Words by Kim Goulbourne, "Bourn"

Is there a correlation between my identity and raising capital?

Me (left), Digital Rendering of You & Sundry (right)

"So, I'm looking outside the window right now," he says from his office in Harlem. "There's food vendors, some guys selling oils and souvenirs. I don't think there's a lack of entrepreneurs here. It's just that the bulk of the entrepreneurship culture in immigrant places and predominantly minority communities is not venture-backable." ~ from an Interview with John Henry in The Atlantic

When I found this quote for the first time it validated all the feelings I’ve been having for the past few weeks. Even more so, it validated the revelation I had last week.

For a while now I’ve wanted to write an article about my frustrations raising capital as a minority, but every angle I explored felt like an attack on every VC and angel investor I’ve ever pitched. While I’ve got my qualms with the industry, the common denominator is still always me, so I let it sit. It wasn’t until I switched gears to run an investment crowdfunding campaign that it all just clicked.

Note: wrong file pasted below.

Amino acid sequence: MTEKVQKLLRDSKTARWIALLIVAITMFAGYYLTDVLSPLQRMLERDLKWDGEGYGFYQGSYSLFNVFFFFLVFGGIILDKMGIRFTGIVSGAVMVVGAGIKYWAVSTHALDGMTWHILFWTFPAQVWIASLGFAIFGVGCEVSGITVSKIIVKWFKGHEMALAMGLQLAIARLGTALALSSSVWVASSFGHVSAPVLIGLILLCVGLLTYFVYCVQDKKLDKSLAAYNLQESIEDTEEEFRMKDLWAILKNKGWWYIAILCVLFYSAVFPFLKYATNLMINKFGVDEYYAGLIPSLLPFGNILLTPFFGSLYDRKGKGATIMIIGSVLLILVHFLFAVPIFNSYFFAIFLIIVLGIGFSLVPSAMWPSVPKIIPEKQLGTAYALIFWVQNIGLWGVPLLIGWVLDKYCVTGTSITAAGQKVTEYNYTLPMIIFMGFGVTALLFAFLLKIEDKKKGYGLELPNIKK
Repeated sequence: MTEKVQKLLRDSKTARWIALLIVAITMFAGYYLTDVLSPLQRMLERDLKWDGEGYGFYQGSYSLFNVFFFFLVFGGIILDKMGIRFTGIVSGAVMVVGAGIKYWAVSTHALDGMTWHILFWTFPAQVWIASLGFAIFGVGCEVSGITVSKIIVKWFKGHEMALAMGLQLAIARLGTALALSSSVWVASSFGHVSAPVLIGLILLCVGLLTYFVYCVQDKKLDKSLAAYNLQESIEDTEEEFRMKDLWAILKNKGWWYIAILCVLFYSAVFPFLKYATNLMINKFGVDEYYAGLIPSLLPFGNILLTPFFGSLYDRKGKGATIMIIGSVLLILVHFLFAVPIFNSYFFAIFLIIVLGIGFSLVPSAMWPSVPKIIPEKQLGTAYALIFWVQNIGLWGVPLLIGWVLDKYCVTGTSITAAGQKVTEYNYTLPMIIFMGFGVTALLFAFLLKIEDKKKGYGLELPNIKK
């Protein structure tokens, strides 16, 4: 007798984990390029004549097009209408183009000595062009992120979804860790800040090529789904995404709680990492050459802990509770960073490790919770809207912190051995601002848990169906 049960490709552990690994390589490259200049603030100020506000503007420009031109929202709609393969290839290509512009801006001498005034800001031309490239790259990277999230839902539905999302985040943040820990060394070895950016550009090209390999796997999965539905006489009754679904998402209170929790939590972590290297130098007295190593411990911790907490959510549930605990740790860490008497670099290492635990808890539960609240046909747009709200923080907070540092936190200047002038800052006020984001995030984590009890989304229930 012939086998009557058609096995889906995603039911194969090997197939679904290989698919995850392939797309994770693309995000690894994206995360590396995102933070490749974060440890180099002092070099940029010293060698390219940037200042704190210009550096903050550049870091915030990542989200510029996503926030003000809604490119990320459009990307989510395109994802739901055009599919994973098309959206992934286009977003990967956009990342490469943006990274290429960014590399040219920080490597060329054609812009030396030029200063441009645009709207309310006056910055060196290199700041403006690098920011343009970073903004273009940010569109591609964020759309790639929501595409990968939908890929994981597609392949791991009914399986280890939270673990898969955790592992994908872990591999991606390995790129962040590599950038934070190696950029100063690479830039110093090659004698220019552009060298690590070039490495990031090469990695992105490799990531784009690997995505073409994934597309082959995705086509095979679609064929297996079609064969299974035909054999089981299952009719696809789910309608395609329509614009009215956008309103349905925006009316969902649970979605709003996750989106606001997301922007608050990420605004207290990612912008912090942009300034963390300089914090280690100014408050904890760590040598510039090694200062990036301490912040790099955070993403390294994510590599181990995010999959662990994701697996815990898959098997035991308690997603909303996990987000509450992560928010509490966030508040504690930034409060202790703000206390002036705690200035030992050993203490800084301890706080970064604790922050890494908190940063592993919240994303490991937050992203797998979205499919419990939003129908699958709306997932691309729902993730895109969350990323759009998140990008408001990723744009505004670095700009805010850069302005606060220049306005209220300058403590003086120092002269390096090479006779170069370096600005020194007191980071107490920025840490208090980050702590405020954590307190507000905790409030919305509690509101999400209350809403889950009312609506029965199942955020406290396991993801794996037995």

Before we go any further, you should know a little more about me and what I'm building.

My company is called You & Sundry. It’s the first social parlor for the LGBTQ+ community: a hybrid space with wellness offerings and a members club experience. In our flagship location, we aim to progressively offer wellness services starting with personal care alongside a main lounge and event space serving drinks and food.

My background is far from hospitality. I’m a Webby-award winning designer and developer from Kingston, Jamaica. I’ve built products and experiences across the digital and physical sphere, and have built up a reputation for them. I’m also queer, black, and a woman.

Ok, now that you know more about me and the business I'm building, let's dive in.

Six months ago, I set out on an adventure to raise venture capital for You & Sundry. I never thought I’d need or want to be on this path but the reality was, the space we wanted to build demanded more money than I could bootstrap.

Being a black, queer woman, I’ve seen the stats and already knew it would be an uphill battle. I decided to take a step back to really analyze why it’s been difficult for me. Apart from the fact that less than 1% of businesses ever raise capital from angel investors or VCs, there were two other reasons that stood out as to why it can be hard for a company like mine to raise money.